I loved music so much, I wanted to soak it into my body tissue. I wanted to be transformed. I know just enough about music that I can say that you're unlikely to find a rubric by which Bush's abrasive chords, pestering cymbal taps, and mostly-on-key vocalizing could be evaluated as, I don't know, great.

I know more than enough about writing that I can say that Rossdale's lyrics are, for the most part, meaningless. "It's not just one way / A negative factor," he sings on "Insect Kin." There's not a word on Razorblade Suitcase that could warrant a parental advisory sticker, because it's meant for children.

Later, that YM interview continues:

Q: What are the characteristics of a Bush song?

A: Honesty. I hope a sense of reality. Wouldn't it be much more interesting to hear Boyz II Men as to their lifestyle and who they are? And instead it's like, "Oh, girl."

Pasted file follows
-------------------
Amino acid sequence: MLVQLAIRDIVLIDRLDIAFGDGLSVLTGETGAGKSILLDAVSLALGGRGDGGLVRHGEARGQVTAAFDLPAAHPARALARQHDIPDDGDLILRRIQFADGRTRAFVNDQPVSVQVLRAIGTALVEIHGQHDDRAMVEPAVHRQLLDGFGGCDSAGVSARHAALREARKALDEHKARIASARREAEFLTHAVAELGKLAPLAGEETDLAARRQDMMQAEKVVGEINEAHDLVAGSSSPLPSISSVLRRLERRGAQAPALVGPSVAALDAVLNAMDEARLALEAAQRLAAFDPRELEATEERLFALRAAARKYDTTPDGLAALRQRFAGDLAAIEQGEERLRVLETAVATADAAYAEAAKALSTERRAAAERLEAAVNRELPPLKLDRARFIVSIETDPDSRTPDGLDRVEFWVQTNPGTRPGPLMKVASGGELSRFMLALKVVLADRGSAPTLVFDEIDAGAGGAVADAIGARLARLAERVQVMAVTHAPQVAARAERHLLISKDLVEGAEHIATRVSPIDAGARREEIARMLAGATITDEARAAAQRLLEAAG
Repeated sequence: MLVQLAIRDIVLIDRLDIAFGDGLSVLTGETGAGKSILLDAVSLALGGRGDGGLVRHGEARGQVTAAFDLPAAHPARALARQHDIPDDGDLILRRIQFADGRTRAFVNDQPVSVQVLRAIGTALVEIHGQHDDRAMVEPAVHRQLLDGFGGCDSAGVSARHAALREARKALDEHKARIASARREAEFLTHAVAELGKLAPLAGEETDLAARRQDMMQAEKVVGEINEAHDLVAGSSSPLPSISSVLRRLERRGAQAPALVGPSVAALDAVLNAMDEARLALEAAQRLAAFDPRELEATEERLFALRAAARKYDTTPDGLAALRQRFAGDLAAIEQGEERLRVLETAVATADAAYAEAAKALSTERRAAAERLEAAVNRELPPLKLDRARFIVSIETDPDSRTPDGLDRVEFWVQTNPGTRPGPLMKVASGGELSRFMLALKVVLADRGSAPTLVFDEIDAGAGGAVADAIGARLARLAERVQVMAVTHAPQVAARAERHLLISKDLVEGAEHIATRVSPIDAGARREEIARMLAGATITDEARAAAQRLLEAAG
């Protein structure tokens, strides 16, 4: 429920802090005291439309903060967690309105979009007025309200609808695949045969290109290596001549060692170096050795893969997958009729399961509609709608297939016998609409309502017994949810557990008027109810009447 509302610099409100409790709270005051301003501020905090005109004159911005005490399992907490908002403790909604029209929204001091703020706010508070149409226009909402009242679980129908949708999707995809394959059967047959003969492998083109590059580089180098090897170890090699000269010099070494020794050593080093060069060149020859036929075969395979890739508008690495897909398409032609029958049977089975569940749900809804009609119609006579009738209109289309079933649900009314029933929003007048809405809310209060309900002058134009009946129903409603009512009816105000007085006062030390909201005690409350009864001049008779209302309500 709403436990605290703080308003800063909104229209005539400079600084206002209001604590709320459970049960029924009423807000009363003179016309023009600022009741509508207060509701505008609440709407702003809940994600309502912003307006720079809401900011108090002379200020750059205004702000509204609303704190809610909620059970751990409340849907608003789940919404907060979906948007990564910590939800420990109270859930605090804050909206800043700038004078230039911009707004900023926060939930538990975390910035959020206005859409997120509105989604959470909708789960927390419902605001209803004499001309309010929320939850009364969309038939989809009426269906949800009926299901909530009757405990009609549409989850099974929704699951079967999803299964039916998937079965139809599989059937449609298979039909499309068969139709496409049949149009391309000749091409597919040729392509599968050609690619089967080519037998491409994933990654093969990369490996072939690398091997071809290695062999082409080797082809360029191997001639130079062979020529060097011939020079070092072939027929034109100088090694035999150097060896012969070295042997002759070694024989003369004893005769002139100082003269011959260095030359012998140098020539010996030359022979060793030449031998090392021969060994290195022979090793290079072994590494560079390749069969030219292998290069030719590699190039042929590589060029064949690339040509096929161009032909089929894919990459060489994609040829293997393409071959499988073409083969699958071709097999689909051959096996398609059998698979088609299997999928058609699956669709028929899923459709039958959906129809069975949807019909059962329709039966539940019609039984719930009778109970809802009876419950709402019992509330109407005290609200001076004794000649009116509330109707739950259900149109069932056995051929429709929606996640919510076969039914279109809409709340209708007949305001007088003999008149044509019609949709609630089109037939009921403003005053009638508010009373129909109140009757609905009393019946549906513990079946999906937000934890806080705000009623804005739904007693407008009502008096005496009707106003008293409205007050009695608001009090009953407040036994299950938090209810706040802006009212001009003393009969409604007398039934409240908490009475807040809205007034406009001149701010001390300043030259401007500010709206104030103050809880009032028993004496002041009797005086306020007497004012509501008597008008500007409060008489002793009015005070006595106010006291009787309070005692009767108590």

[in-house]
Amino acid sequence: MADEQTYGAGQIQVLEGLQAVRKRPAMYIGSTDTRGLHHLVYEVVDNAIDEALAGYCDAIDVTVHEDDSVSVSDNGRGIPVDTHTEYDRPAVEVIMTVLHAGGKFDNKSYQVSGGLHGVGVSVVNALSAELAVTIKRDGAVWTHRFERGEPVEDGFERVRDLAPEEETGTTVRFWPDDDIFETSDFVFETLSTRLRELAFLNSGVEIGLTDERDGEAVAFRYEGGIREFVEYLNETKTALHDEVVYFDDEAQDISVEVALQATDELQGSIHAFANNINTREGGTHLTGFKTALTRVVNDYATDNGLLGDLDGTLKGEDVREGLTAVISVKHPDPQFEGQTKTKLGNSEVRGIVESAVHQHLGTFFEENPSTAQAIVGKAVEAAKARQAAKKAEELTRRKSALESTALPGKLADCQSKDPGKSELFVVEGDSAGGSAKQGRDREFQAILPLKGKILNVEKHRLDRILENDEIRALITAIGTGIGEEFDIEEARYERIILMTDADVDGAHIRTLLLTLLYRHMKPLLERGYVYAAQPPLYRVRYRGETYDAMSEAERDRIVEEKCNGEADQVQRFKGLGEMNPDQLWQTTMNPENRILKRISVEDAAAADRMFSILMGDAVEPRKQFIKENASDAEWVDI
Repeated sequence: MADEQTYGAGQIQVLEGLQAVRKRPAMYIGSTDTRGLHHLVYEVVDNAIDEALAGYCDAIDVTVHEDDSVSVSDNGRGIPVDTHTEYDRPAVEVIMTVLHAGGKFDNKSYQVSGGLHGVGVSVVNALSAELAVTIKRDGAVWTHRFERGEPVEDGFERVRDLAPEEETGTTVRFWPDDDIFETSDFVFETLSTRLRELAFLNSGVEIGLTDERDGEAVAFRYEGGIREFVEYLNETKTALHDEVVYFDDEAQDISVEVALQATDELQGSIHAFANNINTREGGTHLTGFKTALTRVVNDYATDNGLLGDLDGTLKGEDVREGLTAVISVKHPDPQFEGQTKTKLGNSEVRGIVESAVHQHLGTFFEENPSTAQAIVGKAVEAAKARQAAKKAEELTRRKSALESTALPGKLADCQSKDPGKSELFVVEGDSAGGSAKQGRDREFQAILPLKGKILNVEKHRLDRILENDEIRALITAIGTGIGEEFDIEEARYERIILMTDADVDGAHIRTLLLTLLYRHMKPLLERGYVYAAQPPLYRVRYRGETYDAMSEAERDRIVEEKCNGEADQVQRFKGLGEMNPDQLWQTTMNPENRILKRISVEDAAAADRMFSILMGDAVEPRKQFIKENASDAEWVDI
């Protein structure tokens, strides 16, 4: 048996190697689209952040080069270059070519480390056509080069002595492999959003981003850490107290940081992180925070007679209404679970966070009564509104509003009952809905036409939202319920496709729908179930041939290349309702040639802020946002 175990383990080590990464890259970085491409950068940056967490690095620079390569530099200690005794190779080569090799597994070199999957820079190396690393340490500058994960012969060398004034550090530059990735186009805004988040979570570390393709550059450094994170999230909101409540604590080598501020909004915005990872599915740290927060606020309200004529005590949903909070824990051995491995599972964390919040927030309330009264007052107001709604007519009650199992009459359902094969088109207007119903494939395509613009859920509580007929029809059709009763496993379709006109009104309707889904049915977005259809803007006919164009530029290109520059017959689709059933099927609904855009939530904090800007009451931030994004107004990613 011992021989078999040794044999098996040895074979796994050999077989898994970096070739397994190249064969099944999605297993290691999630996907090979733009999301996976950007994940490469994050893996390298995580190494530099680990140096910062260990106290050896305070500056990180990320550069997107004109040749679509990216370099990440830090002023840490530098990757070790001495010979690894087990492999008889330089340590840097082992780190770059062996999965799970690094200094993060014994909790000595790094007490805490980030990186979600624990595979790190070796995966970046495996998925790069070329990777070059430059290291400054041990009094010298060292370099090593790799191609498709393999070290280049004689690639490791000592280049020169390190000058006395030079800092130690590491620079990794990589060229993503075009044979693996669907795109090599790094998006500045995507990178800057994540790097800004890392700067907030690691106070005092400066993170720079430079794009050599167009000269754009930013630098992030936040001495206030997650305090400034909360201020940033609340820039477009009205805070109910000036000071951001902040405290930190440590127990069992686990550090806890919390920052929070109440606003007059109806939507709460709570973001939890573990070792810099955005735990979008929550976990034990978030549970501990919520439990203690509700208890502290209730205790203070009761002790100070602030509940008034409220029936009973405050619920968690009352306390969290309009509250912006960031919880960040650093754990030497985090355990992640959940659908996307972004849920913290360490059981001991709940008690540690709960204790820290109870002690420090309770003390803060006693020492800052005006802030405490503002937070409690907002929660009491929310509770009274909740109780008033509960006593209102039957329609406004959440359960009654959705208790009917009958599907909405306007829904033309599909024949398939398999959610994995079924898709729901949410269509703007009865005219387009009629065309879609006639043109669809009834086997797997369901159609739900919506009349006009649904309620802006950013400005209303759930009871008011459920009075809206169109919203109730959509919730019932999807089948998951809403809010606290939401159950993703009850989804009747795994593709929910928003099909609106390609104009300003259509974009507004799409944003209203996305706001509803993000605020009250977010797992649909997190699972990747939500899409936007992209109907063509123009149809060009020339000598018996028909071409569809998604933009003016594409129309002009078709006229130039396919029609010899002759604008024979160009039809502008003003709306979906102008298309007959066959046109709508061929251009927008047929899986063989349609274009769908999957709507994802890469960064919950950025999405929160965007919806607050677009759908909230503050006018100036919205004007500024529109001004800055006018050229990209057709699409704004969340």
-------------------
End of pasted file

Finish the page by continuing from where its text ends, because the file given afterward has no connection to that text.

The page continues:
Never mind that in writing the lyrics to Razorblade Suitcase, Rossdale was like, "Oh, girl," crafting songs in his apartment while his ex-girlfriend moved out. If, before I learned this, you'd asked me what the album was about, I would have guessed ambition. Or insects.

Beginning writers tend to be vague, saying it's because they want to leave interpretation up to the reader, but I think it's because precision is terrifying. To write our fears, desires, and experiences with precision can feel like an irrevocable act of exposure.

At times, Rossdale approximates precision by stuffing his lyrics with concrete nouns. The lyrics don't make sense, exactly, but they clumsily accomplish what I ask of my literature: evocation through detail and imagery rather than excessive explanatory rumination (though Razorblade Suitcase doesn't lack that).